Good morning, Seekerville!!! I’m so incredibly honored to be here! Some people say they’ve made it when they land an agent, or a three book deal. Nope. Not me (though landing an agent was awesome and I wouldn’t turn that deal down). For me, it was being asked to post on Seekerville! I've dropped by to share about my journey with indie publishing! Here are ten things I've learned.
1. Make sure you’re ready
Is that very first manuscript ready right out of the gate? Probably not. But if you’ve been at this a while and have been doing well in contests, have an agent and have been going to pub board (or been turned down by them for reasons other than the writing itself), then maybe it’s time to consider going indie. If you’re not sure if your writing is good enough yet, then there’s a good chance it’s not. Take some time to learn your craft. Read. A lot. Many writers/mentors say it’s more important to read good (and some not-so-good) books than it is to read craft books. Many people will get more out of seeing the practical applications of what we’re trying to do than we will reading about it. Be don’t compare Mary Connealy’s 400th book (isn’t that about where she is by now?!) to your first. Even if your most recent manuscript is ready, go through old ones before publishing them. I have completed thirteen manuscripts and released #5, #10, #8 (CANDID Romance series), #7, #12, #13 (The Montevaro Monarchy series). I’ve got plans to release all but one of the others eventually, but some are going to need a lot of work to get there.
2. Get advice
Talk to friends and mentors in the business. You need to talk to someone who knows publishing, specifically indie publishing. At last year’s ACFW conference, I spent part of my time talking with trusted mentors about my “going indie” plan. One of them told me later she’d gone into our meeting asking God how to talk me out of it. By the time we left, she knew it wasn’t an impulsive “my agent can’t sell this ONE MANUSCRIPT” reaction. Rather, it was a well-reasoned, well-researched decision. She then asked what she could do to help.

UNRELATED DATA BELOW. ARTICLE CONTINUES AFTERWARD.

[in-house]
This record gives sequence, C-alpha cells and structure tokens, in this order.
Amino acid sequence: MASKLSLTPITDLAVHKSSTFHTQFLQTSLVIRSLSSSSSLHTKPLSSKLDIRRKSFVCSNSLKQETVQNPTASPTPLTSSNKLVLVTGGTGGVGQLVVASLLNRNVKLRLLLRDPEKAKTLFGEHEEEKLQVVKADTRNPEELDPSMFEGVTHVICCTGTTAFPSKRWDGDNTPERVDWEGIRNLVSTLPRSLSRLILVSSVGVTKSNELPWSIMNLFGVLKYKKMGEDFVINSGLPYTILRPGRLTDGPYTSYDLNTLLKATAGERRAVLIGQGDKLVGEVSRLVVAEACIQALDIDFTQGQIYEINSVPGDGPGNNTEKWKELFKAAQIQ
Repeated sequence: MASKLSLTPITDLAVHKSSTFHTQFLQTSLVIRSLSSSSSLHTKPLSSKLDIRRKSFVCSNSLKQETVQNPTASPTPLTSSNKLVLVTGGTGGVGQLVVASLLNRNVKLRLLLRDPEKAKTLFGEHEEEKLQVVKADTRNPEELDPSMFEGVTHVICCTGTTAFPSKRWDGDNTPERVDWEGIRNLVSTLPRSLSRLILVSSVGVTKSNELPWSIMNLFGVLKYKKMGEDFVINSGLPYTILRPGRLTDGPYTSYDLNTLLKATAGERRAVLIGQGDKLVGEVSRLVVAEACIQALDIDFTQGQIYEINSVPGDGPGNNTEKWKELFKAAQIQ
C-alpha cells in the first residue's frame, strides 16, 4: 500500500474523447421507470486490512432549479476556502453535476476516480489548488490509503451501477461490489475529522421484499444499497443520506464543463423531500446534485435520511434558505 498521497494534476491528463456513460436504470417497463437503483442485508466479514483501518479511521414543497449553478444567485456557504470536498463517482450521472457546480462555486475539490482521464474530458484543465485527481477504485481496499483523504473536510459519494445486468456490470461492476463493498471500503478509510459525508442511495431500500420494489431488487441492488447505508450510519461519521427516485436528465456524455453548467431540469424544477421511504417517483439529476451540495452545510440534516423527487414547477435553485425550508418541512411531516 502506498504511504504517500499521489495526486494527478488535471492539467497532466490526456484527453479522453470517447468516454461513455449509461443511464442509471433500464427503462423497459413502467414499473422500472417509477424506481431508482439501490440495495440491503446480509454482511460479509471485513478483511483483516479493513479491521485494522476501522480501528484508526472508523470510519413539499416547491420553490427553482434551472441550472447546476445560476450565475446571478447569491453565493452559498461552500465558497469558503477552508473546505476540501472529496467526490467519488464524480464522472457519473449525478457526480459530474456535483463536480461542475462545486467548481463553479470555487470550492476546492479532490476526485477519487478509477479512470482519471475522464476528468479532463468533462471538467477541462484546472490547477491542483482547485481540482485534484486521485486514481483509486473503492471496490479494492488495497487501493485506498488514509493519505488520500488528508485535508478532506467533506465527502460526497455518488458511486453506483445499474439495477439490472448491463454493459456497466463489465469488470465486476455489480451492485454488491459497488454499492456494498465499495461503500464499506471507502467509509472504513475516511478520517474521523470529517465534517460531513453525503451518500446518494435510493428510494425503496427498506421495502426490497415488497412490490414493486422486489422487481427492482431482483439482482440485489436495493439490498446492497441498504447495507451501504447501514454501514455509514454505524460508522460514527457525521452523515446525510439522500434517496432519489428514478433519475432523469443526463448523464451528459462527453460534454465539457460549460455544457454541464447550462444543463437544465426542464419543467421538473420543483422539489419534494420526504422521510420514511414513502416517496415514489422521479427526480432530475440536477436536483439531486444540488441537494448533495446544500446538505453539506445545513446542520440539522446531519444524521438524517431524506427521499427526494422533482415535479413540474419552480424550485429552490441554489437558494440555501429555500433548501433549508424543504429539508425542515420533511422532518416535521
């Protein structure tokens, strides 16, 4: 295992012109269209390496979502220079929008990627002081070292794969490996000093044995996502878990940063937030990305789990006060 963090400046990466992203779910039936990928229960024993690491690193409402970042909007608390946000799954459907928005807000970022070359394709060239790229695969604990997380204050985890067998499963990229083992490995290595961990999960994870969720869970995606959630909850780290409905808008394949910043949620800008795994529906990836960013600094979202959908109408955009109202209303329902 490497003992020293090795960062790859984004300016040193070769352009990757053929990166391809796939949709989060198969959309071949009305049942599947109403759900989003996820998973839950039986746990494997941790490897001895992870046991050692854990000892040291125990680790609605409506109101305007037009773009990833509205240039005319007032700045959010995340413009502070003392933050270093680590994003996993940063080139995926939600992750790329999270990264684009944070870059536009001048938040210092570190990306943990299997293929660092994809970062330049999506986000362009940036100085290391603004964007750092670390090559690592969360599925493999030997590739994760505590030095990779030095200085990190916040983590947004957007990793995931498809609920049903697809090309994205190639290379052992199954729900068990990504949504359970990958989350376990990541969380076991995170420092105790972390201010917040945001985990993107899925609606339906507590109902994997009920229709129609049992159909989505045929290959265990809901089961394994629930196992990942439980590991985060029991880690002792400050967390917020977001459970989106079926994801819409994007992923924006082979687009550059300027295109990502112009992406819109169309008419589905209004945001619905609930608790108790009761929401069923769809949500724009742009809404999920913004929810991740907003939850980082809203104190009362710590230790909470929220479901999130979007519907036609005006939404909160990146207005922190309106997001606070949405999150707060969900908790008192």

All of us, traditionally or indie pubbed, need to keep learning about what works or doesn’t. With indie publishing*, it’s much easier to see what marketing strategy works with some immediacy. For instance, on April 21, I released the second book in my second series. On April 24, I had an ad scheduled with Ereader News Today (ENT) for my debut. It “went free” a day early in case Amazon glitched. The day of the ad, that novel and the first novel in the Montevaro series were free (the third Montevaro was up for preorder). I could watch, in nearly real time, how many people were downloading which book for free and what, if anything, that was doing to sales/preorders of the others. I’ll just say this here – the ad cost $30 to give away a free book. It was worth it.
The CBA world is a wonderful mix of not just competition but cooperation. The indie world is built even more on that cooperation. There are email lists and Facebook groups out there devoted solely to helping indies. One of the best groups is the Facebook group Christian Indie Authors** (CIA). You can often get answers in minutes. You can learn about KDP v. KDPS, Draft2Digital, etc. are and how they can affect your choices. There’s CBA indie heavyweights in the group (like Randy Ingermanson, who taught on indie at last year’s ACFW conference, and Traci Hilton, who is teaching this year).
4. Set up separate finances and budget
This varies by state. In my state, I’ve started with DbA (Doing Business As) and will likely upgrade to a corporation of some sort when it makes sense to do so financially. Registering my DbA of CANDID Publications cost about $7, and I was able to take that paperwork to the bank to open a checking and savings account specifically for my business. At the beginning, the money in the account came from our family finances as “seed money,” but it has quickly become self-sustaining. It will pay for all of my writing related expenses this year (and then some), and all of the payments I make (to ACFW for conference registration, the hotel, gas, paperback orders from CreateSpace, etc.) all go through that account.
When starting out, figure out your budget and stick to it. Indie can be done on a shoestring by learning to do things yourself or trading services. Almost everything but the writing itself can be hired out. It’s up to each author which things they want to learn and which to pay someone else to do. At the same time – know yourself and what you are and are not capable of. I do almost all of it all myself and trade out a couple things. Sometimes “good enough” has to be good enough. My covers won’t win any prizes, but I like them and they’re good enough for now. I want to get new ones made and have another really good proofreading pass done on the first few books. I put out the very best product I could with the funds I had.
As my husband reminds me Every. Single. Time. I mention money,consult a tax professional for more information.
5. Get Recommendations
If you are going to hire out some of the work, get recommendations from people you trust who have worked with those vendors. The CIA group keeps a running Rolodex of people that are recommended and those who aren’t. While there will always be a person or two who have a less than satisfactory experience with a vendor, knowing which ones to avoid is important.
6. If doing preorders, make sure the manuscript is nearly ready